Michael Blessing, “A Quiet Contemplation,” oil on canvas, 24 x 36 inches

Painting the human figure on canvas allows artists to communicate a broad scope of concepts, ideas, emotions, and much more. It’s a complex and challenging subject, one that painter Michael Blessing has tackled during his current solo exhibition here.

Recently opened at Bozeman, Montana’s Old Main Gallery & Framing, “Allure” is a prolific display of figurative works by painter Michael Blessing. The project is a result of Blessing’s longing to paint figures with a single focus and purpose. “I have painted commissioned portraits for clients across the country and had focused exclusively on figure painting for the first 12 years of my career in the visual arts,” the artist writes. “It is with joy that I return to my artistic roots and have the opportunity to paint a subject I love. The female form is one of God’s most beautiful creations, and what you see here is my committed effort to capture that beauty in a respectful and honest way.”

Michael Blessing, “Butterfly,” oil on canvas, 18 x 24 inches
Michael Blessing, “Dame,” oil on canvas, 40 x 16 inches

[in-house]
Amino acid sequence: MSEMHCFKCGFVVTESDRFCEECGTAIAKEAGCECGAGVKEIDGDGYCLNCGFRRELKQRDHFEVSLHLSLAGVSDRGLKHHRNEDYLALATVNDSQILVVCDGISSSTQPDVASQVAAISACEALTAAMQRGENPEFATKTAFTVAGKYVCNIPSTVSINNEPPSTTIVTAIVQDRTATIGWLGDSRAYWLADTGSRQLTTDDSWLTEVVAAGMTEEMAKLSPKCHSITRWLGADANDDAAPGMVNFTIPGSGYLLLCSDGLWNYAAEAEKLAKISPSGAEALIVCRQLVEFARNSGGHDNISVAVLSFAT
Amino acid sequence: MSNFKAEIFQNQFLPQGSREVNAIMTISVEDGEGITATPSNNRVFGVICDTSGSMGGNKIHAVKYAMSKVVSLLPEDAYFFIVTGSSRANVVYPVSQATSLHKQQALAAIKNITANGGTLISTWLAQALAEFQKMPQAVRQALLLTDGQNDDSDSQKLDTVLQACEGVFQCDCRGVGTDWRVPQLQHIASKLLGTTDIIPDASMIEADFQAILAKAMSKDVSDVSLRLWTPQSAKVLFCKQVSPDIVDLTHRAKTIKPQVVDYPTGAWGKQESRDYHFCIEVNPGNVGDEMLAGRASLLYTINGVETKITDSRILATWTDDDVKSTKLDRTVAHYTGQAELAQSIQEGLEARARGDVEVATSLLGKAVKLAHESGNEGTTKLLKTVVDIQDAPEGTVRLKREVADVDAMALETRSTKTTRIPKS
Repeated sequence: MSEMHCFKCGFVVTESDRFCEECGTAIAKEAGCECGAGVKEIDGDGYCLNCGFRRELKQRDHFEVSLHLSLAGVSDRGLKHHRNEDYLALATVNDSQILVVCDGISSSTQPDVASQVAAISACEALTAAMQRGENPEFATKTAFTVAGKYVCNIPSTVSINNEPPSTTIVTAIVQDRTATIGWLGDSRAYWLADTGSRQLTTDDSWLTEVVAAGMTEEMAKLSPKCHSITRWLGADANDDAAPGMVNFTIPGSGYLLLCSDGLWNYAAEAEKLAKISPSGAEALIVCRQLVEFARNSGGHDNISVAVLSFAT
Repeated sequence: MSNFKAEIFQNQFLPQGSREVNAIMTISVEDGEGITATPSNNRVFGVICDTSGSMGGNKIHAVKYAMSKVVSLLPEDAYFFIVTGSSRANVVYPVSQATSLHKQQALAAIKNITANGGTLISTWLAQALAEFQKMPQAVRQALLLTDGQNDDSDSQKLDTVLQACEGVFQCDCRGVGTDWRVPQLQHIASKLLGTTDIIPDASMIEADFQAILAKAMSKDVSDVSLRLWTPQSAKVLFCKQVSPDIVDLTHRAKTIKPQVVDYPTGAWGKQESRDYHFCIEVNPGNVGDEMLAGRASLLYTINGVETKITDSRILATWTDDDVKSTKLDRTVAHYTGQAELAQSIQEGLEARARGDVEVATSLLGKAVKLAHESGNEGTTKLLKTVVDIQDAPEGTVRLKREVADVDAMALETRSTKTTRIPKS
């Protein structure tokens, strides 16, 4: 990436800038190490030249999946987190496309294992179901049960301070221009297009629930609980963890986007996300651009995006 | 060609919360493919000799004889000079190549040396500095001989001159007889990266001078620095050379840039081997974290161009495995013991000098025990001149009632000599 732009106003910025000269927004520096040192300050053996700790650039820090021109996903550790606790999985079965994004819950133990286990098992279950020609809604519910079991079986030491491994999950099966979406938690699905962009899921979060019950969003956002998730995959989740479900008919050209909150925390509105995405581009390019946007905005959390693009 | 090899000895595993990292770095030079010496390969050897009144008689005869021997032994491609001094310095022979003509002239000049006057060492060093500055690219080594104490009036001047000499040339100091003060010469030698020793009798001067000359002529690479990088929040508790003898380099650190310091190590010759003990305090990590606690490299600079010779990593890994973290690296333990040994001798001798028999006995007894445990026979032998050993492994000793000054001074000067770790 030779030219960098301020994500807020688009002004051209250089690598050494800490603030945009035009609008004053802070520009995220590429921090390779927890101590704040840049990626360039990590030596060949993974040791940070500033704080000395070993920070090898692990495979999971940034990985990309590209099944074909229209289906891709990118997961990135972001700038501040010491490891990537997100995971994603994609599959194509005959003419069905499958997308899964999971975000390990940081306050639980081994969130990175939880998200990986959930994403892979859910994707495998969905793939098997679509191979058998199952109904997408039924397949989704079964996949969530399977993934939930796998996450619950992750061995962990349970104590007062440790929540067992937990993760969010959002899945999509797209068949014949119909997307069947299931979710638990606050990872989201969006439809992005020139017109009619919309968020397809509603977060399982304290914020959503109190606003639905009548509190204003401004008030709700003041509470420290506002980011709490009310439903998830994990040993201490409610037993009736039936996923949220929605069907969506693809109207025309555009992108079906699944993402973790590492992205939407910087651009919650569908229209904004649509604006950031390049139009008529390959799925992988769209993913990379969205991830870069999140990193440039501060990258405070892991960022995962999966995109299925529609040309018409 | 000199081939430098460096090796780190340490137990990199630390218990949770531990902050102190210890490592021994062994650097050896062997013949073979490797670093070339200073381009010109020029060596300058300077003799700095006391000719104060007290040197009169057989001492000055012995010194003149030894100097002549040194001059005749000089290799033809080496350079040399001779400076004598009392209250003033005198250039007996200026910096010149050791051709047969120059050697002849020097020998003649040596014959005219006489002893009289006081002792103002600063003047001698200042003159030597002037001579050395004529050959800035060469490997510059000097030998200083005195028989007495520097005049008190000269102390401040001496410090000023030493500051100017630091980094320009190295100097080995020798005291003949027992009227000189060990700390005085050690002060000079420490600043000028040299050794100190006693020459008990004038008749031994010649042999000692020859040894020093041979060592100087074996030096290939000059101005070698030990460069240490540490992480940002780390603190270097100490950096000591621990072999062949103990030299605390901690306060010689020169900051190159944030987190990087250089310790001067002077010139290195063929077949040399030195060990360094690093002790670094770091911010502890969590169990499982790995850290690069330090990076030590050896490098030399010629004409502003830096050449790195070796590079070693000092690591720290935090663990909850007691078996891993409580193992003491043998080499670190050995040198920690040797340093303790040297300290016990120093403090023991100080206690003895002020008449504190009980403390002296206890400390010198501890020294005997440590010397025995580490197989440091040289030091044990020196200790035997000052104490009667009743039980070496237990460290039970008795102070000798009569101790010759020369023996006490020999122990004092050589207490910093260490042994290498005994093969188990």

Michael Blessing, “Ingénue,” oil on canvas, 36 x 24 inches
Michael Blessing, “Nocturne,” oil on canvas, 30 x 15 inches

As evidenced through his work in “Allure,” Blessing is compelled by the shapes within a composition. “Having discovered an initial inclination toward figurative painting, he favors a candid view of his subjects, often depicting unexpected everyday moments and emotions that are universally relevant,” the gallery suggests. “As a kid growing up in mid-20th-century America, brightly lit neon signs often captured his imagination and interest. Michael felt he could combine his love of painting the figure with his love of the nostalgic pull of neon, and his ‘Neon Gunslingers’ series was born. As a rule, Michael is drawn to strong compositions, vibrant color, and bold lines. His figurative work and paintings of vintage Western nostalgia are widely appealing and have an edgy quality that is both contemporary and timeless.”

To learn more, visit Old Main Gallery.

This article was featured in Fine Art Today, a weekly e-newsletter from Fine Art Connoisseur magazine. To start receiving Fine Art Today for free, click here.

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Andrew Webster is the former Editor of Fine Art Today and worked as an editorial and creative marketing assistant for Streamline Publishing. Andrew graduated from The University of North Carolina at Asheville with a B.A. in Art History and Ceramics. He then moved on to the University of Oregon, where he completed an M.A. in Art History. Studying under scholar Kathleen Nicholson, he completed a thesis project that investigated the peculiar practice of embedded self-portraiture within Christian imagery during the 15th and early 16th centuries in Italy.


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